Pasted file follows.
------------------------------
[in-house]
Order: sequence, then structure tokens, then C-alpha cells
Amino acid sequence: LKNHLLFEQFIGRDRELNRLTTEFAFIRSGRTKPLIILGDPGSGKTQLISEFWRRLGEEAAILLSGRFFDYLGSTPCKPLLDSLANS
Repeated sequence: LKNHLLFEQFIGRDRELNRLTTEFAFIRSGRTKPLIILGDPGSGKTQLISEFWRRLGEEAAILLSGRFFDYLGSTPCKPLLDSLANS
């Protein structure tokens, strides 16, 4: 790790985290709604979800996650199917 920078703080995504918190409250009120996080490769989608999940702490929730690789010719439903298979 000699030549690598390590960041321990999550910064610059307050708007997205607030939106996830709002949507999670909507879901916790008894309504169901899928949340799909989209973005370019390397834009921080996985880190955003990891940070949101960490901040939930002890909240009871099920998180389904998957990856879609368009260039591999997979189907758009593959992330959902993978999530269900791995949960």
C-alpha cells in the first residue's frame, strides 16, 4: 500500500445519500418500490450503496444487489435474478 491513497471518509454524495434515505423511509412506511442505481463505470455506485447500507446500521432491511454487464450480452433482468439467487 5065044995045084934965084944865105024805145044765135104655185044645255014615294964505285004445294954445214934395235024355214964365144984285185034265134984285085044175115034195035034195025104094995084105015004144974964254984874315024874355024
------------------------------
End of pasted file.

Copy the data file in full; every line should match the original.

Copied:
[in-house]
Order: sequence, then structure tokens, then C-alpha cells
Amino acid sequence: LKNHLLFEQFIGRDRELNRLTTEFAFIRSGRTKPLIILGDPGSGKTQLISEFWRRLGEEAAILLSGRFFDYLGSTPCKPLLDSLANS
Repeated sequence: LKNHLLFEQFIGRDRELNRLTTEFAFIRSGRTKPLIILGDPGSGKTQLISEFWRRLGEEAAILLSGRFFDYLGSTPCKPLLDSLANS
């Protein structure tokens, strides 16, 4: 790790985290709604979800996650199917 920078703080995504918190409250009120996080490769989608999940702490929730690789010719439903298979 000699030549690598390590960041321990999550910064610059307050708007997205607030939106996830709002949507999670909507879901916790008894309504169901899928949340799909989209973005370019390397834009921080996985880190955003990891940070949101960490901040939930002890909240009871099920998180389904998957990856879609368009260039591999997979189907758009593959992330959902993978999530269900791995949960």
C-alpha cells in the first residue's frame, strides 16, 4: 500500500445519500418500490450503496444487489435474478 491513497471518509454524495434515505423511509412506511442505481463505470455506485447500507446500521432491511454487464450480452433482468439467487 5065044995045084934965084944865105024805145044765135104655185044645255014615294964505285004445294954445214934395235024355214964365144984285185034265134984285085044175115034195035034195025104094995084105015004144974964254984874315024874355024